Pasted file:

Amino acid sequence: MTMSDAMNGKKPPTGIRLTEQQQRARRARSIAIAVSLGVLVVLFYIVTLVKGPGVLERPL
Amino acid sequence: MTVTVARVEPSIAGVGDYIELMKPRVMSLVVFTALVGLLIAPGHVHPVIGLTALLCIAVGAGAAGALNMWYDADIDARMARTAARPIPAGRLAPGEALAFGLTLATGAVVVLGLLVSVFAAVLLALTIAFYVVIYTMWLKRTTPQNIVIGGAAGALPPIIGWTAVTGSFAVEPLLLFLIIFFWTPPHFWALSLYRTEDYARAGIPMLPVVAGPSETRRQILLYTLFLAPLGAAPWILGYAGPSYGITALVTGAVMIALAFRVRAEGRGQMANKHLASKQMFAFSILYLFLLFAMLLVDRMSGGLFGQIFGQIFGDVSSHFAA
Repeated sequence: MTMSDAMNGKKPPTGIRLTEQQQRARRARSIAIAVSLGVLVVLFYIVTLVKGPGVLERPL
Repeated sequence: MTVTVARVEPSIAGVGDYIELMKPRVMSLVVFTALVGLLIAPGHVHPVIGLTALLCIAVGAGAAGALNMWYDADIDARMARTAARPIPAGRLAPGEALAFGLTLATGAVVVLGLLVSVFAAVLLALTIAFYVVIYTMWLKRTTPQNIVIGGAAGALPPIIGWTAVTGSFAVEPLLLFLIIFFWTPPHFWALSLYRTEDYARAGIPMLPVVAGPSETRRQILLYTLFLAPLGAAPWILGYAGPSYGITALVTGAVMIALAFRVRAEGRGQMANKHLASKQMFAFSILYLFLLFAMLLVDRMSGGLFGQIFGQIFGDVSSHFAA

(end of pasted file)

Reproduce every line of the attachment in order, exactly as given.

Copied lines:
Amino acid sequence: MTMSDAMNGKKPPTGIRLTEQQQRARRARSIAIAVSLGVLVVLFYIVTLVKGPGVLERPL
Amino acid sequence: MTVTVARVEPSIAGVGDYIELMKPRVMSLVVFTALVGLLIAPGHVHPVIGLTALLCIAVGAGAAGALNMWYDADIDARMARTAARPIPAGRLAPGEALAFGLTLATGAVVVLGLLVSVFAAVLLALTIAFYVVIYTMWLKRTTPQNIVIGGAAGALPPIIGWTAVTGSFAVEPLLLFLIIFFWTPPHFWALSLYRTEDYARAGIPMLPVVAGPSETRRQILLYTLFLAPLGAAPWILGYAGPSYGITALVTGAVMIALAFRVRAEGRGQMANKHLASKQMFAFSILYLFLLFAMLLVDRMSGGLFGQIFGQIFGDVSSHFAA
Repeated sequence: MTMSDAMNGKKPPTGIRLTEQQQRARRARSIAIAVSLGVLVVLFYIVTLVKGPGVLERPL
Repeated sequence: MTVTVARVEPSIAGVGDYIELMKPRVMSLVVFTALVGLLIAPGHVHPVIGLTALLCIAVGAGAAGALNMWYDADIDARMARTAARPIPAGRLAPGEALAFGLTLATGAVVVLGLLVSVFAAVLLALTIAFYVVIYTMWLKRTTPQNIVIGGAAGALPPIIGWTAVTGSFAVEPLLLFLIIFFWTPPHFWALSLYRTEDYARAGIPMLPVVAGPSETRRQILLYTLFLAPLGAAPWILGYAGPSYGITALVTGAVMIALAFRVRAEGRGQMANKHLASKQMFAFSILYLFLLFAMLLVDRMSGGLFGQIFGQIFGDVSSHFAA